The ending to "The Wife of Bath's Tale," in which a convicted rapist is seemingly rewarded with a beautiful young wife, is deeply concerning to many a modern feminist. The seeming lack of justice in this ending is even more shocking given the fact that it's administered by a court of ladies, whom we would think would take seriously the rape of one of their own. It's easy to read the ending as coming from a misogynist tradition that fails to take rape seriously, despite the tale's claim to be concerned with and growing out of women's desires and motivations.
On the other hand, the ending to "The Wife of Bath's Tale" could be describing the medieval version of rehabilitative justice, or the idea that punishments for crimes ought to educate and reform the criminal. Consider: the knight's punishment for a rape, in which he brutally disregarded a woman's desires, is that he has to travel the countryside paying attention to women's desires. The outcome of his quest is that he must subordinate his desire (for a young, hot wife) to the loathly lady's desire to marry him. This could be seen as a reversal of the moment of rape, in which he let his desires dominate all others. We might read the knight's verbal relinquishment of 'maistrye' to his wife as a sign that he is truly and fully reformed; now it's OK for him to be rewarded with the wife he really wants.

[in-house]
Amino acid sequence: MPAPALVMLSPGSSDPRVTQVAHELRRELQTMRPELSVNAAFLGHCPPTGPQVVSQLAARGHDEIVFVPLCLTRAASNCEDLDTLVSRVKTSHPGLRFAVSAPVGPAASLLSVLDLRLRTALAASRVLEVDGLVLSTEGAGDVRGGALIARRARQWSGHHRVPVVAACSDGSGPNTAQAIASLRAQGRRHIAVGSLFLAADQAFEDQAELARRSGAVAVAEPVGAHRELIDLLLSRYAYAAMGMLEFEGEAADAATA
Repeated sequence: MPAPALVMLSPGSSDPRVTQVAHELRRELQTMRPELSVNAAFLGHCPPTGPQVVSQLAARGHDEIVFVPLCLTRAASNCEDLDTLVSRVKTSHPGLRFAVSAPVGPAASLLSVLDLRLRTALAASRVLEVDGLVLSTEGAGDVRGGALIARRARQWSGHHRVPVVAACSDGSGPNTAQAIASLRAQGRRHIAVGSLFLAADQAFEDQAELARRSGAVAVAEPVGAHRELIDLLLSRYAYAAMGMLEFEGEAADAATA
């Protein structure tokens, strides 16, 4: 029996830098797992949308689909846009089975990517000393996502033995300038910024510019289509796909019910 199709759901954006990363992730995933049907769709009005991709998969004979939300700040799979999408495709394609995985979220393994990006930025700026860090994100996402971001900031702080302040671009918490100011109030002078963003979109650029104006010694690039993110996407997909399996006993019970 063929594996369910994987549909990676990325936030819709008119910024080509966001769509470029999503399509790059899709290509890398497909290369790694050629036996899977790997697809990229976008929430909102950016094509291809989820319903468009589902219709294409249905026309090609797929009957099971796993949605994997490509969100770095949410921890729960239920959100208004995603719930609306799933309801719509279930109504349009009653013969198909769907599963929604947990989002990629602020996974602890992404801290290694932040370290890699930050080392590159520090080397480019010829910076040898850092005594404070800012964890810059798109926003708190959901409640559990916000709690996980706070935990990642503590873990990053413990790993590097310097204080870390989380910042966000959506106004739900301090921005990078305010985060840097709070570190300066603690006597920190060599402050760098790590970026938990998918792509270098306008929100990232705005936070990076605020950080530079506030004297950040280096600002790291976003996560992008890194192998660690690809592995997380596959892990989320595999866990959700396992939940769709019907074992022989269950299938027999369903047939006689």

But on the other hand, some question the sincerity of the knight's reform, saying that perhaps he's just learned to say all the right things, rather than truly believing them. This interpretation gains support from a line that says that after her transformation, the knight's wife "obeyed him in every thyng" (1261), suggesting that, indeed, the knight's embrace of his wife's sovereignty, and her request for it, was only so much lip service to the notion. The knight's shallow all-on-the-surface yielding of 'maistrye' is met with a wife who's beautiful on the surface, the implication being that she's beautiful nowhere else.